Apartments. The apartments are the most private of your options and are great for those who feel comfortable with more independence. Of course, depending on where you live, your apartment complex can have a lot of students, which makes it as social as a college dorm. Look for apartments that are fully furnished. However, apartments can be expensive so you may need to get a roommate (or two). The apartment search can also be difficult to navigate if you are unable to visit apartments before making a decision. However, there are several resources you can use to find student housing.
Things to Consider When Looking for Accommodation Abroad:
Since you are unlikely to be able to visit the apartment, you should be aware that some of the ads are scams that will make you spend a lot of money on places that are not worth it. To avoid this, check out these landlord's red flags. We also recommend reversing Google image search to see if the photos published are legitimate or are stock photos that are used in multiple listings.
We also recommend that your safety is a priority, especially in large cities where petty crime is common. Just because an apartment is cheap doesn't mean it is worth sacrificing your wellbeing over it.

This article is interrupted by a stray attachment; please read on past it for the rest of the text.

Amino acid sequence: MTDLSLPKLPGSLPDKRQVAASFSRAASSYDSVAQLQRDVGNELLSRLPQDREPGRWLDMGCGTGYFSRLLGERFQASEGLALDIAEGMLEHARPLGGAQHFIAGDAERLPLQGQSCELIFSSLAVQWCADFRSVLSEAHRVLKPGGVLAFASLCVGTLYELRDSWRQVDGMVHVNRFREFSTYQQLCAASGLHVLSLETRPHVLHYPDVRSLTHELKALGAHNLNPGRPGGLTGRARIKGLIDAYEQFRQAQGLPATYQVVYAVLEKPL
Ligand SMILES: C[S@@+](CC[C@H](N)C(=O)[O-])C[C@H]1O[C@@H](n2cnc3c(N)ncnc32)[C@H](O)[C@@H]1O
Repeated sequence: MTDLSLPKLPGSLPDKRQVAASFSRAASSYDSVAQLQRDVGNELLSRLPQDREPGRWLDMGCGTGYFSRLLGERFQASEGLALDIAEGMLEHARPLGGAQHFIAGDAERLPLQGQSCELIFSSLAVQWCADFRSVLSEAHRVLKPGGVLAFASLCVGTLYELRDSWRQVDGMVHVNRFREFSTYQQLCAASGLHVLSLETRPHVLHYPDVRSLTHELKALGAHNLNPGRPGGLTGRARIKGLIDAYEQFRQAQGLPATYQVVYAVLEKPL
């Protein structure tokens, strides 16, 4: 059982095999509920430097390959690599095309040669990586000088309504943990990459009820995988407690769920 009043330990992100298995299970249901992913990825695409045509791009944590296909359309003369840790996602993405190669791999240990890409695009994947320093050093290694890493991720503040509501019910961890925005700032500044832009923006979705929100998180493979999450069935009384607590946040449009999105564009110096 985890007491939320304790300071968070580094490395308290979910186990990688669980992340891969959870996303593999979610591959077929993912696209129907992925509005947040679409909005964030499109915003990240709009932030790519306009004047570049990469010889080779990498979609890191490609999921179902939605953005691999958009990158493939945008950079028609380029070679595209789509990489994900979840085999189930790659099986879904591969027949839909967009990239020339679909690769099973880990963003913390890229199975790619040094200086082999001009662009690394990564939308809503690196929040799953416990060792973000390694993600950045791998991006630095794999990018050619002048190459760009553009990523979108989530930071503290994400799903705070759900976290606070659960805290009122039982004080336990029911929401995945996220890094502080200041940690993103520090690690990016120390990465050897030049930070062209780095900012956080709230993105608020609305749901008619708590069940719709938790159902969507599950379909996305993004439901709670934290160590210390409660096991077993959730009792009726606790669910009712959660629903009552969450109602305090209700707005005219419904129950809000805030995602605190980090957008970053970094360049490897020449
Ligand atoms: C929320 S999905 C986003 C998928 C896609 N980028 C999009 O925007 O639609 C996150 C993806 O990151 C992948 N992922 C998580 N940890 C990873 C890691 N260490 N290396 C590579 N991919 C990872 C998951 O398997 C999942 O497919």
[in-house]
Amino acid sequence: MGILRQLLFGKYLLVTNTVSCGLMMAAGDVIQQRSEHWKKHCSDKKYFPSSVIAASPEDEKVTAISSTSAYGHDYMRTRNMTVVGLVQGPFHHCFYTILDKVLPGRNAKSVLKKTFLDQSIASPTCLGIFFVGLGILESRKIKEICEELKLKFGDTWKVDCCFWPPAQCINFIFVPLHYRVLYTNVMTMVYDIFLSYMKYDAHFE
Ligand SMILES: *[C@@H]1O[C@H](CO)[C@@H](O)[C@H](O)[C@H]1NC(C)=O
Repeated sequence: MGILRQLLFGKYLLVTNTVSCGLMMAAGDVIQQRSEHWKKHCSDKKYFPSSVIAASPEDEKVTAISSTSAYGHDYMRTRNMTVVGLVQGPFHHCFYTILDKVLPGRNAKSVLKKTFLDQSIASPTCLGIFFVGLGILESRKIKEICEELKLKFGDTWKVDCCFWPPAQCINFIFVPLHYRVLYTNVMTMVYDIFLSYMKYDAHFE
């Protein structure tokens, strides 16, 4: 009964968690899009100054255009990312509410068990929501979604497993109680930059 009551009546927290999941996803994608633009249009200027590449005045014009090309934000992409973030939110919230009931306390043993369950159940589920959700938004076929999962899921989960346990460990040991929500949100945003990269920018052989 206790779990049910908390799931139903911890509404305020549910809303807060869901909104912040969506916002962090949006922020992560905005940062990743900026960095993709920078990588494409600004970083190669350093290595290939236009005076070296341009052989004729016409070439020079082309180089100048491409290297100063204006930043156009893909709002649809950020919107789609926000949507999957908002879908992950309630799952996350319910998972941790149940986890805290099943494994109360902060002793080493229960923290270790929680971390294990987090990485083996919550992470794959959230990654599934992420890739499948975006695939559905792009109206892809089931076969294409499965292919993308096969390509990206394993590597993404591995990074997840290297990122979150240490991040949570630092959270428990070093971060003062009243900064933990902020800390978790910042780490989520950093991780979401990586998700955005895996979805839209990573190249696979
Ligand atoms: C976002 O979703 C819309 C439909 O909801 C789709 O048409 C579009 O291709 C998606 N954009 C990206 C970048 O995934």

Make a budget
Managing your money is one of the toughest things to do abroad. With so many new experiences, it's easy to blow money and justify it in the pursuit of YOLO. And it's true - you only live once, so you should definitely make the most of your study abroad. But you can do it in a sensible way that is within your budget!
Your budget depends on where you study abroad. There is definitely no single budget as some countries are cheaper than others. You will often see the range of $ 3,000 to $ 8,000 as the average for what you will be spending overseas over several months.
Some Basic Budget Tips To Save Money Abroad:
- Bring your student ID with you wherever you go. Student discount cards are offered in many countries. If you bring your student ID with you frequently, you can get to museums and other tourist attractions at a reduced price. Many shops and restaurants also offer student discounts.
- Prepare meals at home. Eating out can add up very quickly. If you are on a budget, cooking most of your meals at home is a great way to save money. You can still use local foods - but preparing them at home will cut the costs.
- Find free activities. Sure, some things cost money - but you'd be surprised how many things you can do for free. Explore outdoor activities (including outdoor gyms), beaches, free museums, and festivals.